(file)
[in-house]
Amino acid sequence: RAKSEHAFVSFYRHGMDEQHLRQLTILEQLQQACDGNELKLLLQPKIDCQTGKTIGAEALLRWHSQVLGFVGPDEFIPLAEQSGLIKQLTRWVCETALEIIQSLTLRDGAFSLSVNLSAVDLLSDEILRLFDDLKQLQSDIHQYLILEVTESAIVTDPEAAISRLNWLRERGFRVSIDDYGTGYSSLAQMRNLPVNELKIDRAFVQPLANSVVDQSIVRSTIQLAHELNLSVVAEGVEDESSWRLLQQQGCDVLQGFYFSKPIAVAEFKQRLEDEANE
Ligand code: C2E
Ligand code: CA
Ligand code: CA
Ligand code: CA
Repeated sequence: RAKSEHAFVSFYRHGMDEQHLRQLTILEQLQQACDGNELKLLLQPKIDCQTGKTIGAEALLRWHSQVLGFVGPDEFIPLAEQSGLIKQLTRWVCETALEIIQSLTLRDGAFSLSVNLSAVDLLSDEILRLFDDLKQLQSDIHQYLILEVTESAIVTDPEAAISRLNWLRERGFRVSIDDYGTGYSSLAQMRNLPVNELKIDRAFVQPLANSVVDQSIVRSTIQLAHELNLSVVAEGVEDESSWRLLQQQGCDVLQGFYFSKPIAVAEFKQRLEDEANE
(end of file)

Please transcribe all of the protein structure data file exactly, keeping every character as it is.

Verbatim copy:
[in-house]
Amino acid sequence: RAKSEHAFVSFYRHGMDEQHLRQLTILEQLQQACDGNELKLLLQPKIDCQTGKTIGAEALLRWHSQVLGFVGPDEFIPLAEQSGLIKQLTRWVCETALEIIQSLTLRDGAFSLSVNLSAVDLLSDEILRLFDDLKQLQSDIHQYLILEVTESAIVTDPEAAISRLNWLRERGFRVSIDDYGTGYSSLAQMRNLPVNELKIDRAFVQPLANSVVDQSIVRSTIQLAHELNLSVVAEGVEDESSWRLLQQQGCDVLQGFYFSKPIAVAEFKQRLEDEANE
Ligand code: C2E
Ligand code: CA
Ligand code: CA
Ligand code: CA
Repeated sequence: RAKSEHAFVSFYRHGMDEQHLRQLTILEQLQQACDGNELKLLLQPKIDCQTGKTIGAEALLRWHSQVLGFVGPDEFIPLAEQSGLIKQLTRWVCETALEIIQSLTLRDGAFSLSVNLSAVDLLSDEILRLFDDLKQLQSDIHQYLILEVTESAIVTDPEAAISRLNWLRERGFRVSIDDYGTGYSSLAQMRNLPVNELKIDRAFVQPLANSVVDQSIVRSTIQLAHELNLSVVAEGVEDESSWRLLQQQGCDVLQGFYFSKPIAVAEFKQRLEDEANE